Existing cancer drugs to be trialled as new treatment for incurable breast cancer

  • Two drugs that are already being used separately in the treatment of some prostate, renal and skin cancers will now be tested in combination for the first time for breast cancer
  • Led by Professor Janet Brown at the University of Sheffield, the study will give radium-223 and avelumab to 42 women with secondary breast cancer that has spread to other parts of their body
  • While 99 per cent of women diagnosed with breast cancer at Stage 1 will survive for five years or more following diagnosis, this figure drops to just 27 per cent for women who are diagnosed with secondary breast cancer
  • Roughly 35,000 people in the UK are living with the incurable disease

A new clinical trial led by the University of Sheffield could bring hope to thousands of UK women living with incurable secondary breast cancer, also known as metastatic or Stage 4 breast cancer.

Two drugs that are already being used separately in the treatment of some prostate, renal and skin cancers will now be tested in combination for the first time for breast cancer, to see if they improve outcomes for women with breast cancer that has spread to other parts of the body.

Led by Professor Janet Brown at the University of Sheffield, and ran by the Leeds Clinical Trials Research Unit, the study team will give radium-223 and avelumab to 42 women with breast cancer that has spread to other parts of their body, including the bones.

Secondary, or metastatic, breast cancer occurs when breast cancer cells spread from primary cancer in the breast, through the lymphatic or blood system to other parts of the body, or secondary sites.

While 99 per cent of women diagnosed with breast cancer at Stage 1 will survive for five years or more following diagnosis, this figure drops to just 27 per cent for women who are diagnosed with secondary breast cancer. It is not currently known how many people have secondary breast cancer, however estimates suggest 35,000 people in the UK are living with the incurable disease.

Professor Brown and her team will investigate if the combination of radium-223 and avelumab produces an improved immune response to secondary breast cancer in the bone and other sites in the body, causing tumours to shrink.

Avelumab is currently used to treat some forms of secondary renal and secondary skin cancers, whilst radium-223 is used to successfully treat prostate cancer when it spreads to the bones.

This trial is an exciting chance to see if we can make immunotherapy work better, causing tumours in the bone and other secondary sites to shrink, which would significantly improve outcomes for people with secondary breast cancer.

Professor Janet Brown

Chair in Medical Oncology and Professor of Translational Medical Oncology at the University of Sheffield

The study is being funded by the Breast Cancer Now Catalyst Programme, which aims to accelerate progress in world-class breast cancer research through innovation and collaboration. As part of the Programme, Pfizer have provided Breast Cancer Now with funding through an independent medical research grant and given the charity’s researchers access to several Pfizer medicines.

Professor Janet Brown, Chair in Medical Oncology and Professor of Translational Medical Oncology at the University of Sheffield, said: “Although radium-223 and avelumab are approved for treatment of other cancers, they have not been previously used in combination for breast cancer patients.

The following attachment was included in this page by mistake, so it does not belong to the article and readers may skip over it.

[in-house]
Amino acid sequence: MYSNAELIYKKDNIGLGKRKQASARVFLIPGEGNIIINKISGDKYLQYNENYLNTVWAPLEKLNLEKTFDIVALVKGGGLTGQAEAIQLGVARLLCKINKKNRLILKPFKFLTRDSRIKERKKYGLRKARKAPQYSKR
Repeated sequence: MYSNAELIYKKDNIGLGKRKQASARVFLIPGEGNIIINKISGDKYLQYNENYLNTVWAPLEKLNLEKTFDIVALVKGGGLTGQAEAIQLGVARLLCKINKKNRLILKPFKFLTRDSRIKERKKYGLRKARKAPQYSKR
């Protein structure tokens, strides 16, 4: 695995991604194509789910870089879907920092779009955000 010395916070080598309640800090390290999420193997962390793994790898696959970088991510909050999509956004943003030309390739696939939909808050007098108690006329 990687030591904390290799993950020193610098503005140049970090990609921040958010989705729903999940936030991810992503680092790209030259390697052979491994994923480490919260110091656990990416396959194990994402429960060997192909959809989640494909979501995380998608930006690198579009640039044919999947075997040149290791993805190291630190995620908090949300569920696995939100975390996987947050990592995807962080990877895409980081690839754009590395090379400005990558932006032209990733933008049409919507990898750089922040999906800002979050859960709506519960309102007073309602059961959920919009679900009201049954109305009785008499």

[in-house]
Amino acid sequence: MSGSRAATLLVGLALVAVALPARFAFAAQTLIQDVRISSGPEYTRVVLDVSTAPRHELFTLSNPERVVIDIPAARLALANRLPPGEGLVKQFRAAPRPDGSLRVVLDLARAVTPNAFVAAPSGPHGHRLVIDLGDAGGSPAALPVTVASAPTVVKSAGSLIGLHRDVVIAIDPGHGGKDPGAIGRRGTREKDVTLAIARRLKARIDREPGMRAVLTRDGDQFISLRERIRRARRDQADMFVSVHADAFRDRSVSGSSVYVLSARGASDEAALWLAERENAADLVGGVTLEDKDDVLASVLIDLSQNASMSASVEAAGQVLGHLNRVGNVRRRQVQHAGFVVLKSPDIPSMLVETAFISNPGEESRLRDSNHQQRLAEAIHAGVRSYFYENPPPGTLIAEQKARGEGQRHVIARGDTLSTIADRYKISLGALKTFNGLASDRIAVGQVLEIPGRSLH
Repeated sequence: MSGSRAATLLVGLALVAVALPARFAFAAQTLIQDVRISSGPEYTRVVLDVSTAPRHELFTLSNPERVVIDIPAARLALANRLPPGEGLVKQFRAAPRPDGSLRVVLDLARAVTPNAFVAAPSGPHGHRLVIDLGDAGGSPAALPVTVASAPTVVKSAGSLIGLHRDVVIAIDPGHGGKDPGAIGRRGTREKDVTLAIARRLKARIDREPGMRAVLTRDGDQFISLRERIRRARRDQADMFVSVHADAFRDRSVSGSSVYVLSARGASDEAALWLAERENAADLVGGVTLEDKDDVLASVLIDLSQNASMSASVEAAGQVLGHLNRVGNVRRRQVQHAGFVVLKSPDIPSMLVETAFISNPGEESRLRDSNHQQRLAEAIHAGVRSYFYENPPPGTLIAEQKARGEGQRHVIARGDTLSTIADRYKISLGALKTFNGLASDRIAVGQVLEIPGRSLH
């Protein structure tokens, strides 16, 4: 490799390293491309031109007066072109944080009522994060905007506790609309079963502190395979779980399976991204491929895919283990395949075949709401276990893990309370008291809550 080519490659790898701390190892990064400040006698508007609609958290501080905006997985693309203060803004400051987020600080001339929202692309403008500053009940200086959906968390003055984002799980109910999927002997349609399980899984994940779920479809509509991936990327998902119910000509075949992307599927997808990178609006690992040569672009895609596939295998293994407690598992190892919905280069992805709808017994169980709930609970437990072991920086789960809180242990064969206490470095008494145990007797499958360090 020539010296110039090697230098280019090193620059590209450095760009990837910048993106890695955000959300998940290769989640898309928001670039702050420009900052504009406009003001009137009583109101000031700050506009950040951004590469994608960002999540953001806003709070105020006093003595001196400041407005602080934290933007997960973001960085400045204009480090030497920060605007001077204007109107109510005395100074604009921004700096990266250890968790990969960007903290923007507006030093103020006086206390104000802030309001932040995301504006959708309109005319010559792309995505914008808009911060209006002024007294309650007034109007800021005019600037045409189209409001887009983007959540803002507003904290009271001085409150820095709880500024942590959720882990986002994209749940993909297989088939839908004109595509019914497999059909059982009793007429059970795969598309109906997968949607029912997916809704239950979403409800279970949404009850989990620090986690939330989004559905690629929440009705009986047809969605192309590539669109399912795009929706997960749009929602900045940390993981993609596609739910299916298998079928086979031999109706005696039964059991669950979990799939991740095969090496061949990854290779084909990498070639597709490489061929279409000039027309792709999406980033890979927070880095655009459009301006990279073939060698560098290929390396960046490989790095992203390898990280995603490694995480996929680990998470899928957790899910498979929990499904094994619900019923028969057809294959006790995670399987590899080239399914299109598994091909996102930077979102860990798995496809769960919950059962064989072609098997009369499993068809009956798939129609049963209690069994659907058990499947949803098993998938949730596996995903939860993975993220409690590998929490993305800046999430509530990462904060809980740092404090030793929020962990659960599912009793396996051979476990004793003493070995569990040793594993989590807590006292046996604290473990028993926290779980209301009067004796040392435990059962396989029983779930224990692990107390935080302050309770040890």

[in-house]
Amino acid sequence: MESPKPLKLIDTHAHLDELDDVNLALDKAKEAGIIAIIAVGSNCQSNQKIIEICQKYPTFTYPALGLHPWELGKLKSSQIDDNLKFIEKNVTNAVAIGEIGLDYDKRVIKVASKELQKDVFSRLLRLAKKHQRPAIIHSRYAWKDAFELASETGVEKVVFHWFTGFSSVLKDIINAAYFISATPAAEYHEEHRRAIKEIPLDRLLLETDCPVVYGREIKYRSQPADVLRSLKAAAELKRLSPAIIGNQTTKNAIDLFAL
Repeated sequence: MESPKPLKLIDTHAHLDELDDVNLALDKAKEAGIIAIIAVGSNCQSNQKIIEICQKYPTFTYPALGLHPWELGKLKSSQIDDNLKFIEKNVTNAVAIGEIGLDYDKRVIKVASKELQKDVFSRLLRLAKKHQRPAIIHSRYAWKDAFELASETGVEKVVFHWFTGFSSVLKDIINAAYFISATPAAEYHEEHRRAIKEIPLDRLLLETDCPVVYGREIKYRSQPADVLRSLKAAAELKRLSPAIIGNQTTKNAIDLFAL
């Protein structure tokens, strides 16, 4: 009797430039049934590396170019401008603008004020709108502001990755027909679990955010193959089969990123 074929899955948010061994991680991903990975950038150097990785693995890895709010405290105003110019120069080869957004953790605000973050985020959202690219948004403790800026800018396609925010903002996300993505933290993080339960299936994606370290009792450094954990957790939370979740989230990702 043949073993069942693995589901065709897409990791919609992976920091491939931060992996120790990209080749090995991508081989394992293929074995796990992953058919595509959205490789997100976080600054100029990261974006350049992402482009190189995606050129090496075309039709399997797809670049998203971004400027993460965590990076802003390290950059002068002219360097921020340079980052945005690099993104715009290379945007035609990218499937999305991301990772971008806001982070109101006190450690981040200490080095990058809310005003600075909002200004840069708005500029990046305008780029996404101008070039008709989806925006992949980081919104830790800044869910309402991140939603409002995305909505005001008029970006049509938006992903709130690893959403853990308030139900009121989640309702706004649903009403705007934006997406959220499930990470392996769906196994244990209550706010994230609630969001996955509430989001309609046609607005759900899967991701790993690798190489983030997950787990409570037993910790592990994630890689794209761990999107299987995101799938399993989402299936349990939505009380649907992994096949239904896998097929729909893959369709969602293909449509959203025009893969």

“We hope that this trial will see this combination treatment improve the immune response to secondary breast cancer in the bones and other sites in the body, as earlier research has suggested it could.”

The immune system plays an important role in destroying cancer cells, but cancer cells can evade the immune system to survive. Immunotherapies, like avelumab, are medicines that help the immune system to recognise and attack cancer. Avelumab is an immunotherapy drug called a PD-L 1 inhibitor, which blocks the PD-L 1 protein, a protein which is found on some cancer cells. The PD-L 1 protein decreases the immune system’s ability to kill cancer cells, so by blocking the PD-L 1 protein the immune system can be stimulated to recognise and destroy cancer cells.

Radiotherapy can improve the immune system’s response to immunotherapy, but it is difficult to target radiotherapy only to tumours in the bones. Radium-223 is different to conventional radiotherapy as the radioactive drug is absorbed by bone cells, so that it delivers the treatment closer to where it is needed, inside the body near to the tumour.

Dr Simon Vincent, Director of Research, Support and Influencing at Breast Cancer Now, said: “When breast cancer spreads to another part of the body such as the bones, brain, lungs or liver, it becomes incurable. We desperately need to find new and effective treatments for the thousands of women living with this devastating disease.

“Professor Brown’s research is particularly promising, as both radium-223 and avelumab are already being used to treat people with other types of cancer. We therefore hope that if the trial is successful, this drug combination could be tested in larger trials and could improve the chances of survival for people with secondary breast cancer in the future.

“This trial is one of many exciting research projects being funded by The Breast Cancer Now Catalyst Programme. Charity-funded medical research has been served a huge blow by both Brexit and the COVID-19 pandemic, but through this Programme we are continuing to accelerate progress in world-class breast cancer research.”

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